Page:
The Dural layers of the Central Nervous System

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Most people have not heard of the dura, the membranous meningeal layers around the brain and spinal cord. Perhaps you’ve heard of an epidural or maybe even had one. An epidural is an administration of medication just above the outer layer of the dura. The dura itself is an often overlooked and undertreated part of common debilitating painful conditions such as concussion, whiplash, vertigo, neck pain, back pain and recurrent sprains and strains, especially in the ankle and hamstrings.

The dural membranes, collectively known as the meninges, are a set of three protective layers that surround and encase the brain and spinal cord. These membranes play a crucial role in protecting the central nervous system, maintaining the cerebrospinal fluid environment, and providing structural support for the brain and spinal cord. The dura consists of three layers: the dura mater, the arachnoid mater, and the pia mater.

The outermost and toughest layer of the meninges is the dura mater. It is composed of dense connective tissue and is responsible for providing a protective barrier for the brain and spinal cord. The dura mater also has several extensions that help anchor the brain within the skull and the spinal cord within the vertebral column. The dura mater contains blood vessels that supply oxygen and nutrients to the surrounding tissues.

The middle layer, called the arachnoid mater, is a delicate membrane that is located beneath the dura mater. It has a web-like appearance due to its fine, fibrous structure. The space between the arachnoid mater and the pia mater is known as the subarachnoid space, which contains cerebrospinal fluid and blood vessels. The arachnoid mater helps cushion the brain and spinal cord from sudden movements and impacts.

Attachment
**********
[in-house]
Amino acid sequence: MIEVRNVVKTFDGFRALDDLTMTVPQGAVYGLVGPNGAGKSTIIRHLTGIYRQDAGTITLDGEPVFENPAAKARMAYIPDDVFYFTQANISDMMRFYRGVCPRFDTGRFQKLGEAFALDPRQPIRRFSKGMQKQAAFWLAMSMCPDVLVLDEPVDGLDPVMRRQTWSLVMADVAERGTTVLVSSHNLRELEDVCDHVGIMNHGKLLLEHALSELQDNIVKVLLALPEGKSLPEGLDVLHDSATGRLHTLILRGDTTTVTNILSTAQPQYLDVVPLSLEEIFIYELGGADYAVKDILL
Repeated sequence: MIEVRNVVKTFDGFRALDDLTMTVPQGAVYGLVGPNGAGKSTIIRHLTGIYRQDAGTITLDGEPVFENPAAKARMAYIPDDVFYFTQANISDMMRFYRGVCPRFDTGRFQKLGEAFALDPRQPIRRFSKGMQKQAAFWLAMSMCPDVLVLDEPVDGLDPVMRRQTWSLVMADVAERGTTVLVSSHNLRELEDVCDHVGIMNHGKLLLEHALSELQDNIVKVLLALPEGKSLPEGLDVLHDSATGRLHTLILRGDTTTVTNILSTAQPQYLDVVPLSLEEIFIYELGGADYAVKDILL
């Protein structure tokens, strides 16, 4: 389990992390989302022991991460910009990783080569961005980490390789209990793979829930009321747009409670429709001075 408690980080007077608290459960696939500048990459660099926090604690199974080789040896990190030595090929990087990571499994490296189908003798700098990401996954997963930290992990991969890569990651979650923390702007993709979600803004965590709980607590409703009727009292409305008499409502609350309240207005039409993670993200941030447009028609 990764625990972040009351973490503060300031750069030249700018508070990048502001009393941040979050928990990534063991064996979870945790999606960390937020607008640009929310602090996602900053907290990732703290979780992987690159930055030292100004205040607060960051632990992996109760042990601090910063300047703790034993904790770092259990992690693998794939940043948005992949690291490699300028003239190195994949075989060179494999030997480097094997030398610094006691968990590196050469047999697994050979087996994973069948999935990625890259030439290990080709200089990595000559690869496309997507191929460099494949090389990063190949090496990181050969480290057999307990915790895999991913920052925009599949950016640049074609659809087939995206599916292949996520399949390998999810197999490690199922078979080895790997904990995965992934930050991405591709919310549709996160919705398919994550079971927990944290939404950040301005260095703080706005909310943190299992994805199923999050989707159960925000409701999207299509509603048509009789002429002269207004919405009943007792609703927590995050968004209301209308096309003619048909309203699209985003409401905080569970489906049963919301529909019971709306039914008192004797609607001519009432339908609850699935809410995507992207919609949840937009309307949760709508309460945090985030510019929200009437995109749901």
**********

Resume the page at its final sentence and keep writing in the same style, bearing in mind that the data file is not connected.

Finally, the innermost layer of the meninges is the pia mater, which is in direct contact with the brain and spinal cord. It is a thin and highly vascularized membrane that adheres closely to the contours of the nervous tissue, following its folds and grooves. The pia mater helps nourish the brain and spinal cord by supplying nutrients and oxygen through its blood vessels.

In terms of musculoskeletal pain and function, the dura mater is richly innervated with sensory receptors known as nociceptors. These nociceptors can respond to various stimuli, including mechanical pressure, tension, inflammation, and chemical changes. These inputs can be perceived as painful when they are threatening or excessive.

The dura is intricately connected to the musculoskeletal system through its attachments to the bones of the skull and vertebral column. Changes in the alignment or mechanics of these bones alters the delicate balance of pressure around the brain and spinal cord. Pressure changes affect the tension and position of the dura mater. This, in turn, influences the function of the nervous system and contributes to symptoms and injuries such as:
Tension headaches
Vertigo
Concussion
Whiplash
Head or ear pressure
Neck pain
Thoracic outlet syndrome
Back pain
Ankle sprain
Hamstring strains

The dura can be most commonly affected by:
Physical trauma such as a fall, sport collision or car accident leading to a whiplash injury and or concussion
Musculoskeletal issues such as poor posture, muscle imbalances, or spinal misalignments can lead to tension or compression of the dura mater
And less commonly by:
Spinal and brain surgeries due to the proximity to the dural membranes
Infection within the central nervous system such as meningitis, encephalitis, abscesses, or viral infections such as Epstein-Barr virus (EBV), human immunodeficiency virus (HIV), herpes viruses, varicella zoster virus (VZV) and hepatitis C virus (HCV)

All of the above factors can result in tension and lack of extensibility within the dura that the muscular system will compensate for by tightening and protecting the area. The result is referred symptoms in other areas of the body that do not respond to a typical musculoskeletal approach. The body prioritizes the central nervous system and the surrounding dural structures over the muscles, bones and ligaments. At Ease Physio uses a variety of practical assessments for tension in the dura to show you how this lesser known structure may be impacting your mobility and function. If the dura is relevant for you, it will be assessed and treated and you will be given some fun and relaxing techniques to ease your dural tension wherever you are on your rehab journey.